The second approach actually might be thought of as one approach with two variations that take into account the existence of a “stand-alone” dental plan market, also authorized under the ACA. The Act specifies that in Exchanges in which a stand-alone dental plan is in operation, QHPs do not have to offer the pediatric oral health coverage; instead, the pediatric oral health benefit can be offered “either alone or in conjunction with a qualified health plan.”[4]Presumably, QHPs and dental plans might enter into joint partnerships to offer their products as a package. In other cases, State-Based and State Partnership Exchanges (SBEs and SPEs) presumably will make decisions about what types of “packaging” to use in order to ensure that where a separate dental plan market is in operation, families picking less than comprehensive QHPs also are automatically enrolled in the pediatric component of the stand-alone dental plan.

This state ability to link products is key, not only for purposes of ensuring that children receive their full EHB coverage but also so that in calculating premium credits and cost-sharing reduction assistance, the full scope of benefits to which financial subsidies apply is taken into account, with adjustments by the IRS across all EHBs, as needed. The provisions of the ACA appear to contemplate both types of results. QHPs that are comprehensive or that enter into a joint venture with a stand-alone dental plan to offer full coverage in one package presumably will receive the premium credit and cost sharing reduction assistance for the full EHB package and then would reconcile with their partner. In cases in which the Exchange packages two independently offered products (a stand-alone dental plan plus a separate QHP), premium assistance would be divided, as reflected in the terms of the Act itself.[5] Furthermore, under the Act’s terms, cost-sharing reduction assistance also would be allocated across two separate products. For this reason, the Act bars an independent QHP not offering pediatric oral health benefits from receiving that portion of the cost-sharing reduction assistance that is “properly allocable to pediatric dental benefits.”[6]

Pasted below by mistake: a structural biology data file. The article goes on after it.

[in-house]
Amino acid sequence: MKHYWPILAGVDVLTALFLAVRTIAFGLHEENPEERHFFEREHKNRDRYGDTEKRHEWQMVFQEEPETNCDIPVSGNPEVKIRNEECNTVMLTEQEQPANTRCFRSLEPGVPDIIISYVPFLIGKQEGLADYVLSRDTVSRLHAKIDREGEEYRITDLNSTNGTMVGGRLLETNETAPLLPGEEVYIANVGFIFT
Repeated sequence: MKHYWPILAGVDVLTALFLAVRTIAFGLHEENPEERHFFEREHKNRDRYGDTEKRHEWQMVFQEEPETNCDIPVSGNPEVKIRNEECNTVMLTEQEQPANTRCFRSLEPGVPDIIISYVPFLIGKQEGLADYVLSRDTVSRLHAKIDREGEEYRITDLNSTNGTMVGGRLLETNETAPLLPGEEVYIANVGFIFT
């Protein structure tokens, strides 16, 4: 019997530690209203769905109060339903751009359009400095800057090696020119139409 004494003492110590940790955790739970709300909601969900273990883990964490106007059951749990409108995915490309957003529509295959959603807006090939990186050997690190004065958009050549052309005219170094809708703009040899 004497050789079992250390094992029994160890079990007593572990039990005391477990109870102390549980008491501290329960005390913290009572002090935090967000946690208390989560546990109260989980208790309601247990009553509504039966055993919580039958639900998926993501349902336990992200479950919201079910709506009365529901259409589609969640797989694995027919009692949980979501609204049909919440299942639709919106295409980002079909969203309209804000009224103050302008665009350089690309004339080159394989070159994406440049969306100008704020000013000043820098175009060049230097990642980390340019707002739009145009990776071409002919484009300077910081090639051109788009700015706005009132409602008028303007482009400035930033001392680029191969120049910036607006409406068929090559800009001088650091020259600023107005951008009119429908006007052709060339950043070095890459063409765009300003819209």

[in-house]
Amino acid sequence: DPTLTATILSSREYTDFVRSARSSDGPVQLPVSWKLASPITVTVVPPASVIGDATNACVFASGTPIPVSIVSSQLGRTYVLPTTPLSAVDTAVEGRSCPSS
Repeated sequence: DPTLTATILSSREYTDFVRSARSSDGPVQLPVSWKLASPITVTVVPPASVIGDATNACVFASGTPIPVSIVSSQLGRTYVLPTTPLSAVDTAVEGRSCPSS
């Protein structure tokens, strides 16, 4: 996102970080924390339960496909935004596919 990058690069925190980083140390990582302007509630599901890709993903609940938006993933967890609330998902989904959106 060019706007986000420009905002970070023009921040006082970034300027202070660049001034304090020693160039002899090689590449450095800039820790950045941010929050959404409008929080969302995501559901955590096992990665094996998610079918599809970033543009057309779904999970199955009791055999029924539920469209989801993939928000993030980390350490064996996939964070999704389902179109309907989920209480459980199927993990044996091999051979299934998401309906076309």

Recent Agency Action

On March 1, 2012, the Center for Consumer Information and Insurance Oversight (CCIIO) issued a Letter to Issuers on Federally-facilitated and State Partnership Exchanges. In the letter, CCIIO, amplifying on its earlier EHB regulations, states that: